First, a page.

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Old 02-22-2008, 02:13 PM   #51
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Originally Posted by Chopstix View Post
At a dinner, my girlfriend served her guest durian (an exotic tropical fruit) that's been frozen for at least 6 months in her no-frost freezer. The guest was the only one who partook of the durian. There was no noticeable deterioration in the fruit's texture or smell. .
I'm noit sure how you could tell that durian had gone bad by smalling it ...

I suspect the durian was contaminated before it was frozen. Like GB says, if it was ok before it was frozen, it will be ok when thawed. With chicken and salmonella, the bacteria doesn't grow in the freezer and is killed through proper cooking.
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Old 02-22-2008, 02:14 PM   #52
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It may be refreshing to have a "questionable pizza" thread as opposed to poultry.
"Toss The Dough?"





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Old 02-22-2008, 02:50 PM   #53
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It would get me in less trouble than a salad anyway.....
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Old 02-22-2008, 05:13 PM   #54
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Originally Posted by Chopstix View Post
Mozart, my cautionary tale above about the durian might hopefully give you something to think about.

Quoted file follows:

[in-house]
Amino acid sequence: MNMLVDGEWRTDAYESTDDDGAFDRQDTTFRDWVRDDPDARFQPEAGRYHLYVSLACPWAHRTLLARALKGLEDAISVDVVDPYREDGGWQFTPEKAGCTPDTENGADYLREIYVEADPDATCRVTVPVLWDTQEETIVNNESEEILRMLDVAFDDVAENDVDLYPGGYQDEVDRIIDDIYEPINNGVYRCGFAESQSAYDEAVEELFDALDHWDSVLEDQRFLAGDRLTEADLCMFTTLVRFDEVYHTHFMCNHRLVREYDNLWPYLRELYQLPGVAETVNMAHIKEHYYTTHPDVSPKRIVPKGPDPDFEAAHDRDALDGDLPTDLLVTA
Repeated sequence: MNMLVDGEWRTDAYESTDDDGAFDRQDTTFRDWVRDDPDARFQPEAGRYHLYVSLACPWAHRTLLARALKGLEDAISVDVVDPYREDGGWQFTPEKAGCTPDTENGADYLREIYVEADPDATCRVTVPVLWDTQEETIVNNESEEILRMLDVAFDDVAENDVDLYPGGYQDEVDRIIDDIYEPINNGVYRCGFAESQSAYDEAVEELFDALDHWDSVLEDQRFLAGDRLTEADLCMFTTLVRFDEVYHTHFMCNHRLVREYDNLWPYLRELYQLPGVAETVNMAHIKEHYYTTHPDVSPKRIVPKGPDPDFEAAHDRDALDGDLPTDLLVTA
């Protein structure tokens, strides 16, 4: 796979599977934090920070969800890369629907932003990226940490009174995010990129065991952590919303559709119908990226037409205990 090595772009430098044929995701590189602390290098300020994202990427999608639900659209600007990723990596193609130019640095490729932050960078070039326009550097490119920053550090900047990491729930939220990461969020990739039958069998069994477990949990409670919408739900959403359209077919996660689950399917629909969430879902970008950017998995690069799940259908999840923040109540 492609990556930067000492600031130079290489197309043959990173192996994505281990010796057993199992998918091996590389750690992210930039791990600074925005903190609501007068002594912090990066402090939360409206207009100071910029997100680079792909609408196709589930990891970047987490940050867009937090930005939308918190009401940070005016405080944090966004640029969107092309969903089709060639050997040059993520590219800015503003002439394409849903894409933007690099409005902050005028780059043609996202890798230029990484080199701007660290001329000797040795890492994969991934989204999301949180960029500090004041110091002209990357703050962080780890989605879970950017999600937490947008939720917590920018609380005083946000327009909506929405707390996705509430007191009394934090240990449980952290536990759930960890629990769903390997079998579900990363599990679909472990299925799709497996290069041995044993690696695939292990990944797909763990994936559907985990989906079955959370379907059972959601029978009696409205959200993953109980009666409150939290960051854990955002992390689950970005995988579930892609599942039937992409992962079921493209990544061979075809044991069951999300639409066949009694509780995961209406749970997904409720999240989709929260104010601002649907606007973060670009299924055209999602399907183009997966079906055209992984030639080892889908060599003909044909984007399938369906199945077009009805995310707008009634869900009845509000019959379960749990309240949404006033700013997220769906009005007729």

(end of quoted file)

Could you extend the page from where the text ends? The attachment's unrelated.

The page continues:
Chopstix,

There is no basis for believing that food can become unsafe while frozen. However, freezing doesn't necessarily kill bacteria and will not usually destabilize toxins.

So whatever is on the food when it goes in the freezer will come out on the food when it leaves the freezer.
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Old 02-22-2008, 11:23 PM   #55
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Jeekinz, I love your avatar. Everytime I look at it, I can't help but smile.
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Old 02-22-2008, 11:28 PM   #56
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Originally Posted by mozart View Post
Chopstix,

There is no basis for believing that food can become unsafe while frozen. However, freezing doesn't necessarily kill bacteria and will not usually destabilize toxins.

So whatever is on the food when it goes in the freezer will come out on the food when it leaves the freezer.
This is kinda case in point to what you are saying:
Creatures frozen for 32,000 years still alive - LiveScience - MSNBC.com
If they can last that long.... 2 years is a short 'nap' for them!
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Old 02-23-2008, 01:22 AM   #57
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They did narrow down the cause of food poisoning to the durian. And it was frozen leftover durian that didn't cause anyone any problem before. Maybe it got contaminated right before freezing, who knows? But I don't think that same durian could have caused as much damage after three days in the freezer as after 6 months.

Sorry folks, I've even had well-wrapped frozen cookie dough deteriorate on me in the freezer over time.

Jennyemma, LOL to your point about the durian smell. I've grown to love durian myself now. As long as you eat it frozen, the smell is deadened and you can appreciate its taste and custardy texture complemented by its amazing aroma which can actually bring you to an indescribable gustatory high, as opposed to eating unfrozen durian where its overpowering smell assails your nostrils before you even get a chance to put it in your mouth -- warding off most people, which is a shame. :-)